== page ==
​​​​How EnChroma’s Glasses Correct Color-Blindness?

Color blindness occurs when you are unable to see colors in a normal way. It is also known as color deficiency. Color blindness often happens when someone cannot distinguish between certain colors. This usually happens between greens and reds, and occasionally blues.
Most people have three types of color-sensing cones in their eyes: red, green, and blue. The wavelengths of light that these three cones absorb have overlapping regions. Color-blindness is often a result of a malfunctioning cone that causes wavelengths to overlap even more, resulting in poor color discrimination. The EnChroma glasses use a filter to cut out these overlapping wavelengths, allowing for a clearer distinction between colors, especially red and green.
The invention was derived from the work of Don McPherson, who earned his PhD in glass science at Alfred University. McPherson was trying to design protective eye wear for doctors performing laser surgeries. It wasn’t until he let a friend try on the glasses during a game of ultimate Frisbee that he realized the technology’s true potential. McPherson’s friend just happened to be color-blind, and the glasses gave both of them a shock.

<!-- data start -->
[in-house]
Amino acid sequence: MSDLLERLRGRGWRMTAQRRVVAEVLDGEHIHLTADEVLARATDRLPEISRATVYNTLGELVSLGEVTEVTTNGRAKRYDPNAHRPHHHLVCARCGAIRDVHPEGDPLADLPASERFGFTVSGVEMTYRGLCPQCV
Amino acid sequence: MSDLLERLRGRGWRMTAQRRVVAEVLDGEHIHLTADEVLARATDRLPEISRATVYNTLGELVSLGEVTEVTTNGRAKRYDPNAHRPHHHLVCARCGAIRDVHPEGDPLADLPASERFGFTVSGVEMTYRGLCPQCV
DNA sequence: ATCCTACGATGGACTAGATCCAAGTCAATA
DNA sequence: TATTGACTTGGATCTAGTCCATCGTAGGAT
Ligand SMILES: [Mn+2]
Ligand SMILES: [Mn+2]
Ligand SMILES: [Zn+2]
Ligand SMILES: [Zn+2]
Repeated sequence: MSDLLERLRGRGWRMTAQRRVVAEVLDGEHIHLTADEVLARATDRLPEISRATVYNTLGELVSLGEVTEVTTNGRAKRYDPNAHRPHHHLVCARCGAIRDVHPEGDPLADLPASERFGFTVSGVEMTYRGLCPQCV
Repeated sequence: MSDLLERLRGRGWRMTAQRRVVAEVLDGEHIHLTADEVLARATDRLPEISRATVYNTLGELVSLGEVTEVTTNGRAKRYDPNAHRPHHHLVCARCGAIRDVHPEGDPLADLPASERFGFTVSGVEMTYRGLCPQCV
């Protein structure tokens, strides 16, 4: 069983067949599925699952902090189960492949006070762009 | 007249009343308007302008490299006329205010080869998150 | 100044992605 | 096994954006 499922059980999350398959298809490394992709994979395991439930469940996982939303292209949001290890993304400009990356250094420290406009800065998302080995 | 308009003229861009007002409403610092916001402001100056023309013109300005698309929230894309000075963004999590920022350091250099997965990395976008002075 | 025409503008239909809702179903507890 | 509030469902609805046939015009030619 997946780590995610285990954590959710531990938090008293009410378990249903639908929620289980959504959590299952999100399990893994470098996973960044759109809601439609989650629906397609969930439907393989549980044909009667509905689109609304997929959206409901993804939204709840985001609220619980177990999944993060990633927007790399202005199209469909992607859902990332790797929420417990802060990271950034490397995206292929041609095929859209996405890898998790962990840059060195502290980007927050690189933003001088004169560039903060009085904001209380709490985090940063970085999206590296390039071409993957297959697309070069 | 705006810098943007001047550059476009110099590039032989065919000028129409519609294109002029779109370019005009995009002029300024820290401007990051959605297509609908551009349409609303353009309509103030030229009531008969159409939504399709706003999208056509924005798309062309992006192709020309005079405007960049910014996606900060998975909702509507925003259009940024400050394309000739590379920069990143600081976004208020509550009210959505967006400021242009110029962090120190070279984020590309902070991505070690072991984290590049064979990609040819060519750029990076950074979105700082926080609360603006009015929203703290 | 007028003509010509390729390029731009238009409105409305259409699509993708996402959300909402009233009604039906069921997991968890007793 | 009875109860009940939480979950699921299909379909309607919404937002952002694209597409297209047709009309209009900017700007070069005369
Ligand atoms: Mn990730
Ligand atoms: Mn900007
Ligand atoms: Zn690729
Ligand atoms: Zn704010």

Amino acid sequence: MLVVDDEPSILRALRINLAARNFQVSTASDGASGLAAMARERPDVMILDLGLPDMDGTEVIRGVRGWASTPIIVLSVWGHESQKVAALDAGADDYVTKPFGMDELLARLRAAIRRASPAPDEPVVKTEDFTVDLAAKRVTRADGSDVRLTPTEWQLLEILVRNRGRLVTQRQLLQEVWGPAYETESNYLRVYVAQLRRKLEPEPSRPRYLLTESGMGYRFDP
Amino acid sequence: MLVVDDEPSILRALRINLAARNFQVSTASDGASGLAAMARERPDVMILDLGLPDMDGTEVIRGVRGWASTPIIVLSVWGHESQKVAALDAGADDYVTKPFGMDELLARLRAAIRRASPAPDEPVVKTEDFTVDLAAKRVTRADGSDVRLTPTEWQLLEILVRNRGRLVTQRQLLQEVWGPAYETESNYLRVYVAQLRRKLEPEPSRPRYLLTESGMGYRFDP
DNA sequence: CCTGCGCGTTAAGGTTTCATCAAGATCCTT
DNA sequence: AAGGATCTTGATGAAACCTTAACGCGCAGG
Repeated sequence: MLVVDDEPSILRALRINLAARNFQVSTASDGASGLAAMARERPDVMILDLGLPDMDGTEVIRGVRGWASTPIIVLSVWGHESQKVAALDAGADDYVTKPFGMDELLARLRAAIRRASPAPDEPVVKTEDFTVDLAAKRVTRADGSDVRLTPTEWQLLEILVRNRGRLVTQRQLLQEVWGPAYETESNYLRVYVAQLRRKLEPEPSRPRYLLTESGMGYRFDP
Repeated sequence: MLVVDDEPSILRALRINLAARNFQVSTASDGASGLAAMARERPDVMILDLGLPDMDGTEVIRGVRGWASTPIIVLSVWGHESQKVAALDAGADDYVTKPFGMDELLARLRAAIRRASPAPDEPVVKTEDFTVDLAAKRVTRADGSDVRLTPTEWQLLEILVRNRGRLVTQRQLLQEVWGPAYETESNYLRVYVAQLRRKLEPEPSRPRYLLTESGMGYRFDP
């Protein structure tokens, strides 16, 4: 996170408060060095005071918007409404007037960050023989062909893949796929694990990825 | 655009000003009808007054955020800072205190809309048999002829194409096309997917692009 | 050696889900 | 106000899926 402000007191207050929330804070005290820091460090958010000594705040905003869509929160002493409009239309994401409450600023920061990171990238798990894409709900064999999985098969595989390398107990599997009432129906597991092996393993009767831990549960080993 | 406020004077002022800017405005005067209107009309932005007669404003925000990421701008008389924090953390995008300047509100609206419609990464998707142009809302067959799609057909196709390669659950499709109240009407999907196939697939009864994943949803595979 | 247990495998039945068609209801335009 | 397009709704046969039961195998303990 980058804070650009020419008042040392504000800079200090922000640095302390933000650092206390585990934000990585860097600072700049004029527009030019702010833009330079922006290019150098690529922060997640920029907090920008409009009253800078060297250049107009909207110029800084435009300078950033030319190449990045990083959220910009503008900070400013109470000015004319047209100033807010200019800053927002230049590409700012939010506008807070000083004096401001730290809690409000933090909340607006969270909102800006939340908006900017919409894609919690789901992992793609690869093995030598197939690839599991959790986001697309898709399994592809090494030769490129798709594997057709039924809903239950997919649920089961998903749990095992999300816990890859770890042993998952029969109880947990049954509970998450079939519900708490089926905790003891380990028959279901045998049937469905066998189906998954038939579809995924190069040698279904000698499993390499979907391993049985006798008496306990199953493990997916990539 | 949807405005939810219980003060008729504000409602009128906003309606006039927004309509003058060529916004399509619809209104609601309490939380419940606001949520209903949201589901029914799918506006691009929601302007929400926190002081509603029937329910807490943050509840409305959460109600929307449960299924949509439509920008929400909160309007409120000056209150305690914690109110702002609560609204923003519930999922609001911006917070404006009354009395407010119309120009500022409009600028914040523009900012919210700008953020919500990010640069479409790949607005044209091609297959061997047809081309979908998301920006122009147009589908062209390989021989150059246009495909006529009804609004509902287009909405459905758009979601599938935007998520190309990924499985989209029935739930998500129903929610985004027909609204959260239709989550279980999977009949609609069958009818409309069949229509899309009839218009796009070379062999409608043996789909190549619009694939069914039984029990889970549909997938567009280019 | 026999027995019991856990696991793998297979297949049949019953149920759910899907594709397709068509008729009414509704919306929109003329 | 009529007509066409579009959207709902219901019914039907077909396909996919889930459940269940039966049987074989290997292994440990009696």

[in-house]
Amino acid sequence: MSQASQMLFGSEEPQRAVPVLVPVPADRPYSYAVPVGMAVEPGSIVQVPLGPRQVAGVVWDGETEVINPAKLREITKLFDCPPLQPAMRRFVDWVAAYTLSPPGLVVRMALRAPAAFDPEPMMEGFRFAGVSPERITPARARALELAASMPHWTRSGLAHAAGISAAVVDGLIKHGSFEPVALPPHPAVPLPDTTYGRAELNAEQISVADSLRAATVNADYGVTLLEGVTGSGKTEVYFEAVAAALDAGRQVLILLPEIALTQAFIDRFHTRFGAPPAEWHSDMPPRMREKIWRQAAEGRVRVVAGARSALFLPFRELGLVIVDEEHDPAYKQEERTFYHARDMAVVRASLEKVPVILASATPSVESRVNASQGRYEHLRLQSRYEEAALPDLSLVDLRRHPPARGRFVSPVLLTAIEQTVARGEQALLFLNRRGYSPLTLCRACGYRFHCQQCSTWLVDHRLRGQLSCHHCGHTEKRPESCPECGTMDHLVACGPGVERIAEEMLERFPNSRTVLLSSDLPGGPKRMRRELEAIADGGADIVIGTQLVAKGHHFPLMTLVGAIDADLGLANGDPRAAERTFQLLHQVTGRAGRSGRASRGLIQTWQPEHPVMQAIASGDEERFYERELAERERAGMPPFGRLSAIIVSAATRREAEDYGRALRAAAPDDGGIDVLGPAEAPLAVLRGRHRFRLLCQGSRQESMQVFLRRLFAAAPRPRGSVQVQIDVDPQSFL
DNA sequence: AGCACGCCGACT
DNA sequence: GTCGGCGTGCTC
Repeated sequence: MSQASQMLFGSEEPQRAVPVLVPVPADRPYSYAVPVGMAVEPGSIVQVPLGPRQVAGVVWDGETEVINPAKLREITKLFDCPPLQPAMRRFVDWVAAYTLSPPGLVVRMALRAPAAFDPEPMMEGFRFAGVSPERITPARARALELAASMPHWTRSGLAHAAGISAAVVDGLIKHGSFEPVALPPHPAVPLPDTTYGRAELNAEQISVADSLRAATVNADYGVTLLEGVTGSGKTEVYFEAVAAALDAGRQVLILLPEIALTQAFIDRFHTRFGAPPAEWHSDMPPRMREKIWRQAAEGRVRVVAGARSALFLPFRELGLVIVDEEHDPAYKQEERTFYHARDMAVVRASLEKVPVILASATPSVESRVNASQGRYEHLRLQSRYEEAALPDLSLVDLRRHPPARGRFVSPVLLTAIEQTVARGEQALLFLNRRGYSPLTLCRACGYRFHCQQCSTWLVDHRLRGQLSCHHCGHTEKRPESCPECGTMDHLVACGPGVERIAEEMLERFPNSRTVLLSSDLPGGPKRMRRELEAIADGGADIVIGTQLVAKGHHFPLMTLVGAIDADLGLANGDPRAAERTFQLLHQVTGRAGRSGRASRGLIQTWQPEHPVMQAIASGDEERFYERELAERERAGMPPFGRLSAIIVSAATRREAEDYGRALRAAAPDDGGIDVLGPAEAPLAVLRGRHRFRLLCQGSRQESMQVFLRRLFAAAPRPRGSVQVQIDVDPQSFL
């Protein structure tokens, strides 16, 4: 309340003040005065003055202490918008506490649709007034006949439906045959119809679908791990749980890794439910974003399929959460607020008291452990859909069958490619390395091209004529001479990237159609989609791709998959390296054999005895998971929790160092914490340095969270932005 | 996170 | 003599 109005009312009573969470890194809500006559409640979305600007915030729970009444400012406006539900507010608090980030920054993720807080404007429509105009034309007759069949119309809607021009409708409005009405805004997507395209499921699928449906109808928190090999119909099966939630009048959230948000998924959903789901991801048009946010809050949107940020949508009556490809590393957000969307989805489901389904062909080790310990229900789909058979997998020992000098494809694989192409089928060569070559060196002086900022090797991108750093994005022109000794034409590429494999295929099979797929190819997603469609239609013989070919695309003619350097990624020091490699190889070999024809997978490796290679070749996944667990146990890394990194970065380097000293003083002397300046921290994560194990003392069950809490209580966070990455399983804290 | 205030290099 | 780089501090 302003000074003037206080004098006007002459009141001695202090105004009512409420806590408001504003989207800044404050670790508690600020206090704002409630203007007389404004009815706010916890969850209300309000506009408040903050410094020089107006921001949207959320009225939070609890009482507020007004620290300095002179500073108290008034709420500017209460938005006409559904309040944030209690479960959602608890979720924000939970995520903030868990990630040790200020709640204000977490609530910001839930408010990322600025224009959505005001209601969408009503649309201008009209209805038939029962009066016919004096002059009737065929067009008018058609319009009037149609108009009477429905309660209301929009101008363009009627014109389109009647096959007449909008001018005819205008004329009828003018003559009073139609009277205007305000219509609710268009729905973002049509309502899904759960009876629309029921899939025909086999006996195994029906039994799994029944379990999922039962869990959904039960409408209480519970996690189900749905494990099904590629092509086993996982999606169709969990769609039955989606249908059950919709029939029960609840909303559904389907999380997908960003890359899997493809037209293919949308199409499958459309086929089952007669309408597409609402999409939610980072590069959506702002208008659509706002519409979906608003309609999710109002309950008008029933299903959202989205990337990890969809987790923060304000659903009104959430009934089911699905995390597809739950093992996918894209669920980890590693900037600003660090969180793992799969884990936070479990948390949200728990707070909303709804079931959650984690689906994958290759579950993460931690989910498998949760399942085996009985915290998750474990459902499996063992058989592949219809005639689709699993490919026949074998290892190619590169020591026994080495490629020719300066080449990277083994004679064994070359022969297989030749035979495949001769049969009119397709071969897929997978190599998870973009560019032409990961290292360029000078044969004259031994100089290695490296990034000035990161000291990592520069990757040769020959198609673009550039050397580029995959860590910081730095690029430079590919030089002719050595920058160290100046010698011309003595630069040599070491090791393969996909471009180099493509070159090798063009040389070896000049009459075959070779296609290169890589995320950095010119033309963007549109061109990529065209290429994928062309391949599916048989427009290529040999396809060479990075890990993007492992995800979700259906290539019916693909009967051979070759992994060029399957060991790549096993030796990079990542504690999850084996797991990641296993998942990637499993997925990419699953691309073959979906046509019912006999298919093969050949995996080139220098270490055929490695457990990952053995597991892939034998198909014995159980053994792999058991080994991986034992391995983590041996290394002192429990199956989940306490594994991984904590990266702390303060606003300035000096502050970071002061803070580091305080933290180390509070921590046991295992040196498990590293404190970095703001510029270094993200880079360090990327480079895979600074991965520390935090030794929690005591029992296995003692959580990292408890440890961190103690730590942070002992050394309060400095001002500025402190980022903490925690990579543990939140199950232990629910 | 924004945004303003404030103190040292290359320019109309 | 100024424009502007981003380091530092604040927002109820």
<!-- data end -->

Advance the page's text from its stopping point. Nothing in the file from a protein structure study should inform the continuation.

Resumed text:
That serendipity led to NIH-funded research for helping the color-blind. Early versions of the glasses were unsatisfactory, so McPherson began working with mathematician and computer scientist Andrew Schmeder to help optimize the glasses. In 2010, they cofounded EnChroma, and the first pair of glasses was released in 2012. EnChroma’s glasses cost around $269 for children and $349 for adults.